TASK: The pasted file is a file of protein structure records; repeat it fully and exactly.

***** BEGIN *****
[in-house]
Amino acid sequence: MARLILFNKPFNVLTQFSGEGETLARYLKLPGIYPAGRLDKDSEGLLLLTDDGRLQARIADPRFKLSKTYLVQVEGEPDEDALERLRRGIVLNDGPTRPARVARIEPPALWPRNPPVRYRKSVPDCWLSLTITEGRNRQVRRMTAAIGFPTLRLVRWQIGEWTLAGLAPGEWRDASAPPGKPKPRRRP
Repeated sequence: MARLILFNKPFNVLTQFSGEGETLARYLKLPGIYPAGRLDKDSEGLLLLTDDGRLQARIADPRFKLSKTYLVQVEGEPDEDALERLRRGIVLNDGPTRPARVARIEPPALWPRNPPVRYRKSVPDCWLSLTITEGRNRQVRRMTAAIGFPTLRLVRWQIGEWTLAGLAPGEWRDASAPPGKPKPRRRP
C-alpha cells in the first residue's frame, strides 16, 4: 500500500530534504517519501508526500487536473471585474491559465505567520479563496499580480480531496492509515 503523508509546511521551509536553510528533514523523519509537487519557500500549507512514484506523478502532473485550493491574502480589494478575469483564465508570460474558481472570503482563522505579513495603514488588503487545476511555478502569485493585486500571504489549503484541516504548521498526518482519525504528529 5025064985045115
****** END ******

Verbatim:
[in-house]
Amino acid sequence: MARLILFNKPFNVLTQFSGEGETLARYLKLPGIYPAGRLDKDSEGLLLLTDDGRLQARIADPRFKLSKTYLVQVEGEPDEDALERLRRGIVLNDGPTRPARVARIEPPALWPRNPPVRYRKSVPDCWLSLTITEGRNRQVRRMTAAIGFPTLRLVRWQIGEWTLAGLAPGEWRDASAPPGKPKPRRRP
Repeated sequence: MARLILFNKPFNVLTQFSGEGETLARYLKLPGIYPAGRLDKDSEGLLLLTDDGRLQARIADPRFKLSKTYLVQVEGEPDEDALERLRRGIVLNDGPTRPARVARIEPPALWPRNPPVRYRKSVPDCWLSLTITEGRNRQVRRMTAAIGFPTLRLVRWQIGEWTLAGLAPGEWRDASAPPGKPKPRRRP
C-alpha cells in the first residue's frame, strides 16, 4: 500500500530534504517519501508526500487536473471585474491559465505567520479563496499580480480531496492509515 503523508509546511521551509536553510528533514523523519509537487519557500500549507512514484506523478502532473485550493491574502480589494478575469483564465508570460474558481472570503482563522505579513495603514488588503487545476511555478502569485493585486500571504489549503484541516504548521498526518482519525504528529 5025064985045115